Aggregates derived from senescent phytoplankton populations and associated microbial assemblages were incubated aerobically in the dark to assess the compositional changes in lipids during the degradation of artificial marine snow. The prevalence of saturated over unsaturated fatty acids indicated that aggregates were already degraded when incubation started. Nonetheless, the lipids in the artificial aggregates were quickly further degraded as indicated by a depletion in short-chain (< 20) saturated and monounsaturated fatty acids. In contrast, the concentrations of long-chain (> 20) saturated fatty acids fluctuated, suggesting that some of these lipids could have been produced in situ by marine microorganisms rather than deriving from higher plant debris. In addition, a bacterial branched monounsaturated fatty acid (11-methyloctadecenoic acid), which has not been found previously in marine particles was present in artificial aggregates. Molecular (16S rRNA gene) analyses indicate that the bacterial community attached to aggregates is dominated by (predominantly uncultured) α-Proteobacteria, γ-Proteobacteria and Planctomycetes. Of these, a Roseobacter sp. which was present in artificial aggregates analysed in a parallel study (Balzano et al. 2009, Aquatic Microbial Ecology 54:291-303), can contain 11-methyloctadecenoic acid, and other bacteria present in artificial aggregates have the potential to produce long-chain saturated fatty acids. Thus, the fatty acid assemblage appears to reflect both organic matter degradation, including selective preservation, but also changes in the microbial assemblage.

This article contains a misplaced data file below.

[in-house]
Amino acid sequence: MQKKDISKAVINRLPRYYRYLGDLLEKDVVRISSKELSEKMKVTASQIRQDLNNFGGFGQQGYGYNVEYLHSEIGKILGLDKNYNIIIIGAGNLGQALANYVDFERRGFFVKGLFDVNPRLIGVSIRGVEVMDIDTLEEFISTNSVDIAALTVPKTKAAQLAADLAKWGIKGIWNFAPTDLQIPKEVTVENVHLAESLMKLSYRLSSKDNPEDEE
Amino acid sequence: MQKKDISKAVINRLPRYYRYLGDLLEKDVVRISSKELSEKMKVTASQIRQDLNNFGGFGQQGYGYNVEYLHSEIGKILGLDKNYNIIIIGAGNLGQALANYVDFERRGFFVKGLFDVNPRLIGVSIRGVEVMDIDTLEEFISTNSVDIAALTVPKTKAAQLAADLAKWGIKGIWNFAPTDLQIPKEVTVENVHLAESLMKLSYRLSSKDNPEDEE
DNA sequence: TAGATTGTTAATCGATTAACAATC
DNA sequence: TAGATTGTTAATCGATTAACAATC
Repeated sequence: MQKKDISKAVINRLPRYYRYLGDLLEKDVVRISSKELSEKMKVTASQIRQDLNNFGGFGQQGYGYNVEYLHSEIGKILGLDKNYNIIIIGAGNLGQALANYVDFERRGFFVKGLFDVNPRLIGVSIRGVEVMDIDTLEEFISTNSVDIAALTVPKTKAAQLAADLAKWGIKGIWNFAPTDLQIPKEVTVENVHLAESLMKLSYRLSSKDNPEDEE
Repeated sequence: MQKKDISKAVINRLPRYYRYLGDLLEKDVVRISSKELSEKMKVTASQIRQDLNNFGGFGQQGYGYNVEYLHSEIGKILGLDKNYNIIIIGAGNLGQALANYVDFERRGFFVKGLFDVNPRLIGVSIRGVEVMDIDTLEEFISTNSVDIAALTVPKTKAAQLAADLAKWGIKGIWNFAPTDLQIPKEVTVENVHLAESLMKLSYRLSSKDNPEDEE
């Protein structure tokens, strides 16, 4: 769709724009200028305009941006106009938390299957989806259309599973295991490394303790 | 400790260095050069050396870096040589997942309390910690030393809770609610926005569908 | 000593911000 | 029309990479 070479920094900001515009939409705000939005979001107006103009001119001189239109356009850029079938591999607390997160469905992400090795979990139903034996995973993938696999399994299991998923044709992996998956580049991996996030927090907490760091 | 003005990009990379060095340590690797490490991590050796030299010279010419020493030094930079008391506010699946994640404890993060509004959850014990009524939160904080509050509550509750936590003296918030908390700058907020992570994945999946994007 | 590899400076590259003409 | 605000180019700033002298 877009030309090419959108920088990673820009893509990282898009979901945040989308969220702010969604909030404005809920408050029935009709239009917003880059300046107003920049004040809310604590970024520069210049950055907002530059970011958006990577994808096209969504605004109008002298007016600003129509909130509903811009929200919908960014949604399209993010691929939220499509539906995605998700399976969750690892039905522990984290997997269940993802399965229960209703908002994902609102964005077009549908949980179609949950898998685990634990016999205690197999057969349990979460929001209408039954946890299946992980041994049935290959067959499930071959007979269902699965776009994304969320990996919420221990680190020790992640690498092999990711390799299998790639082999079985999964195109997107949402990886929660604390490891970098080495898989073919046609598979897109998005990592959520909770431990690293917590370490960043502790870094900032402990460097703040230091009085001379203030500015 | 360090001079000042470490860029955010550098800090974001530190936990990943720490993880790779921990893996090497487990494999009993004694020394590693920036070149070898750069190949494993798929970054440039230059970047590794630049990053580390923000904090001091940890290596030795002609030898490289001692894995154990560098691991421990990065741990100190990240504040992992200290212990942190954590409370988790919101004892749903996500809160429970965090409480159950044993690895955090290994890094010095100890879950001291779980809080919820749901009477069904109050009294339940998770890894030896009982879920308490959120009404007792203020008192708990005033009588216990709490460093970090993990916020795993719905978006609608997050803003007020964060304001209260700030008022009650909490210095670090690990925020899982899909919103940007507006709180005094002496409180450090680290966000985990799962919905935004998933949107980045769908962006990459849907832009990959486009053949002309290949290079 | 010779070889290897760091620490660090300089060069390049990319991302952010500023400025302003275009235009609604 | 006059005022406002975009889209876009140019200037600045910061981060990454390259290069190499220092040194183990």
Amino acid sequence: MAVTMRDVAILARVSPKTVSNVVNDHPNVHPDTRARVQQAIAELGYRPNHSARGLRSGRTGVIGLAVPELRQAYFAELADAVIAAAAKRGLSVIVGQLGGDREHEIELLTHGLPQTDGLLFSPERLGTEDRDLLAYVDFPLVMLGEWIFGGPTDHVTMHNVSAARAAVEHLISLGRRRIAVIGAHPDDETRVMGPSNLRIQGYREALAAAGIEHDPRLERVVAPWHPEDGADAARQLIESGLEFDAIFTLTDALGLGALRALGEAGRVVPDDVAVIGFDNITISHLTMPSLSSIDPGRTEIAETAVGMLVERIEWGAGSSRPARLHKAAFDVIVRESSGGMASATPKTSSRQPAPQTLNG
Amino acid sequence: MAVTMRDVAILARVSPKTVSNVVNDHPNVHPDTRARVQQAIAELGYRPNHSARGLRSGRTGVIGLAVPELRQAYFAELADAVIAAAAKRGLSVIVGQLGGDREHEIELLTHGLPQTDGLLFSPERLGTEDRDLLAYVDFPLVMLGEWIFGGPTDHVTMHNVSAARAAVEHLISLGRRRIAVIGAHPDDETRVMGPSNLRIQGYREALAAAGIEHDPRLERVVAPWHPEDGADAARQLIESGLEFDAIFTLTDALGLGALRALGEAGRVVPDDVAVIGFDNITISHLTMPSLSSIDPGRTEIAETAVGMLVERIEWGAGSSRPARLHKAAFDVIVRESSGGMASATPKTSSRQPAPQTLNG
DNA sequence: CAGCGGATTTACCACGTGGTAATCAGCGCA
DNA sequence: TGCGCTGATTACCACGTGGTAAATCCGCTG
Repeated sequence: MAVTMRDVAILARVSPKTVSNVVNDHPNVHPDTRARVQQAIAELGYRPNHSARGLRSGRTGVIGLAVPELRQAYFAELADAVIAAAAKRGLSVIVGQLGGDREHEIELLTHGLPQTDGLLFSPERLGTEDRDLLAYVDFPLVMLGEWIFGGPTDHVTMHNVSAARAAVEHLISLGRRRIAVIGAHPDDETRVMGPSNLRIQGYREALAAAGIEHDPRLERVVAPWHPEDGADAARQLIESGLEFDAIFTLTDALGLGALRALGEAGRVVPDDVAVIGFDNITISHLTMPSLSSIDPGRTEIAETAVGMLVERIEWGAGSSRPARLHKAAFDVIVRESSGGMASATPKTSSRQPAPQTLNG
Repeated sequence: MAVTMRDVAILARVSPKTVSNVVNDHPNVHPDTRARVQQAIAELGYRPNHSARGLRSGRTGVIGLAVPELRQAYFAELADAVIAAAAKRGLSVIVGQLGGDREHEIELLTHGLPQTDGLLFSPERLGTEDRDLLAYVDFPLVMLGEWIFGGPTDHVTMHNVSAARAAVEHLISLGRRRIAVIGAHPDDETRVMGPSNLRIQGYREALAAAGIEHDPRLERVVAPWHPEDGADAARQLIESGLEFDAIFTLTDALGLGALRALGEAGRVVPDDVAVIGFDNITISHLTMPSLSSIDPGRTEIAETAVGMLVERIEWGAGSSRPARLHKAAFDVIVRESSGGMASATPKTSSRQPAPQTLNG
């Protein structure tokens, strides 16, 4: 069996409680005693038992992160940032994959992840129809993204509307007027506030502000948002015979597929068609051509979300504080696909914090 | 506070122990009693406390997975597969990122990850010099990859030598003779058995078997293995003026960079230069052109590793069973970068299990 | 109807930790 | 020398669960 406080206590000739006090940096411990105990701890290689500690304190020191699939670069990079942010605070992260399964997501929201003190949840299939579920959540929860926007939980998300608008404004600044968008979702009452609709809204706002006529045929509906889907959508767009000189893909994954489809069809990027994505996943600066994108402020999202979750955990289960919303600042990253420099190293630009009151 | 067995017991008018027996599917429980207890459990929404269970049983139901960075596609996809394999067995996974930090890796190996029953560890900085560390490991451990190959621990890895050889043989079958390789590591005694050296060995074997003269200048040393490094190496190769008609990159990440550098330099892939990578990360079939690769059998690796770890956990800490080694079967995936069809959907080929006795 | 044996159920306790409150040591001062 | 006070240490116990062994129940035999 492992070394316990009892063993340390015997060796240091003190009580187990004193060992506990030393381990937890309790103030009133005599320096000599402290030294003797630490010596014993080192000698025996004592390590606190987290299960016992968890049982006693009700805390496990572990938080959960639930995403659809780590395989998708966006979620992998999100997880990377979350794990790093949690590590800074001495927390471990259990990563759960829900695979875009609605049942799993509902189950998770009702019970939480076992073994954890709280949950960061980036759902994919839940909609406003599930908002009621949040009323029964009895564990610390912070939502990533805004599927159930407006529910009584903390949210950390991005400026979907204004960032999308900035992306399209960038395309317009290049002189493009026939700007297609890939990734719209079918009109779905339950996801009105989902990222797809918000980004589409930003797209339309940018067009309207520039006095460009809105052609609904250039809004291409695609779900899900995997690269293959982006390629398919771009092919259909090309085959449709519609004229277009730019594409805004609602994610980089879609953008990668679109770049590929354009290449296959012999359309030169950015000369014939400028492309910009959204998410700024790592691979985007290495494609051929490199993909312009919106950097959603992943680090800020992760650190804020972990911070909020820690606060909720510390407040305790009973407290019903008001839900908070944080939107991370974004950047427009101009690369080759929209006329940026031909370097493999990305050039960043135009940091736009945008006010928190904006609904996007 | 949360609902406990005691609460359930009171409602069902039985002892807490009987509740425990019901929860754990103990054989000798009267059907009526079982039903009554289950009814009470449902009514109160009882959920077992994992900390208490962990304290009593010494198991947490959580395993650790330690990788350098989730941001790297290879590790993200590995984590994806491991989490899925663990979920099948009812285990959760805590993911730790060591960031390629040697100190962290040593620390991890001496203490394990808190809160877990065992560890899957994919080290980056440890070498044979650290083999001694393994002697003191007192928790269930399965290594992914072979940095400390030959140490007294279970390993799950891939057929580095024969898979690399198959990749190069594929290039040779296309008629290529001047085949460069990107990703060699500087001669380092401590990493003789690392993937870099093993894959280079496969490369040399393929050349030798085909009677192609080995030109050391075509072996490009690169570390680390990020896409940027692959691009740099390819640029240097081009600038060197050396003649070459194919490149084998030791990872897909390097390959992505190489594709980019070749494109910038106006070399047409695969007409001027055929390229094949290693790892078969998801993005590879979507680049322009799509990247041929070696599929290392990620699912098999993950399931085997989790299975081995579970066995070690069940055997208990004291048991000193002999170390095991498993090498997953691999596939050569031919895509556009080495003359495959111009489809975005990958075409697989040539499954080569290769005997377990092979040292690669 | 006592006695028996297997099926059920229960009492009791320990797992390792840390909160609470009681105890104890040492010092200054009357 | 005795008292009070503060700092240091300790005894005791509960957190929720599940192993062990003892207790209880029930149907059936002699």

- Algal cultures